1991 Franz-Olivier Giesbert
He is absolutely intriguing. He came across as a highly intelligent man quite apart from his achievements in fashion.
I was able to watch him sketching ans it was quite remarkable. He has a form of genius, but it is a masochist genius. He spoke to us cery frankly about his problems.
I was struck by his honesty.
- Franz-Olivier Giesbert
1991 David Hockney
Yves Saint Laurent paid tribute to David Hockney in 2004, when he awarded him the Rosa d'Oro...
Today, we will honor one of the greatest painters of our time: David Hockney.
The reason I chose him and am delighted to present him with this prestigious decoration is that I have admired his exceptional work for some time. How can I forget the shock I experienced when I discovered the major portion of his work in 1974 at his exhibition at Paris’s Musée des Arts Décoratifs? Or his drawings at a later date at the Galerie Claude Bernard?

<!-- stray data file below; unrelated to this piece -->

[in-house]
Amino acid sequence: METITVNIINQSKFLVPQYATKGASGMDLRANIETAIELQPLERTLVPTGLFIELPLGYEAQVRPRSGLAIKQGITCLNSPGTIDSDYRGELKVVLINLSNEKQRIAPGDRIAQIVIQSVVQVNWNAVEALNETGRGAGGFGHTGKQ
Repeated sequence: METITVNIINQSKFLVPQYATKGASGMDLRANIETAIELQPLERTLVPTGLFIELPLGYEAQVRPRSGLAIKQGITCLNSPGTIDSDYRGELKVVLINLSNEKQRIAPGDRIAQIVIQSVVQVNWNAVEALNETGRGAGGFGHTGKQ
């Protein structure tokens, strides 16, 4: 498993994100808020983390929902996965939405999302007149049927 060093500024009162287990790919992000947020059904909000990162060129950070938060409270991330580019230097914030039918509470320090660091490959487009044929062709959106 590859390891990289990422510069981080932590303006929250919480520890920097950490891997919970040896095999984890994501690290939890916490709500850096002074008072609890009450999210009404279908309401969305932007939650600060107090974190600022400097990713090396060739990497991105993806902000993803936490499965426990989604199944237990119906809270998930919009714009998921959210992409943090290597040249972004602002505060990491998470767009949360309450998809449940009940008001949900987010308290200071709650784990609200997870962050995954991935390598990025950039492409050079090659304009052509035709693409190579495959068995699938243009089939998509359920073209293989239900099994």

I knew then that David Hockney was a painter who would accompany me throughout my life. I have always placed the greatest importance on chromaticism, and we can say that David Hockney is among the greatest colorists of this century, alongside Matisse and Rothko.
He is also an unparalleled draftsman who has joined the ranks of Ingres and Picasso at his best as can be witnessed in his portrait of Sir John Gielgud in the 1970s. And I cannot overlook his recent research on the use of mirrors and lenses by famous painters.
Though I love David Hockney’s entire oeuvre, there is a portion of it which touches me in particular: that which is devoted to the theater.
Since the Russian ballets, painters have been strongly involved in theatrical production. In this regard, one only needs to cite Picasso, Braque, Léger, Goncharova, Larionov, Rouault, Derain, Clavé and many others. David Hockney’s genius could but shine in this field.
Let us take a look at a random selection: The Rake’s Progress, Les Mamelles de Tirésias, The Magic Flute, l’Enfant et les Sortilèges, Parade, Oedipus Rex, etc. In all these works, Hockney shows that he is an absolute master. He has understood that theater is not a pale copy of reality but, as Christian Bérard displayed so well, the confluence of illusion and poetry.
- Yves Saint Laurent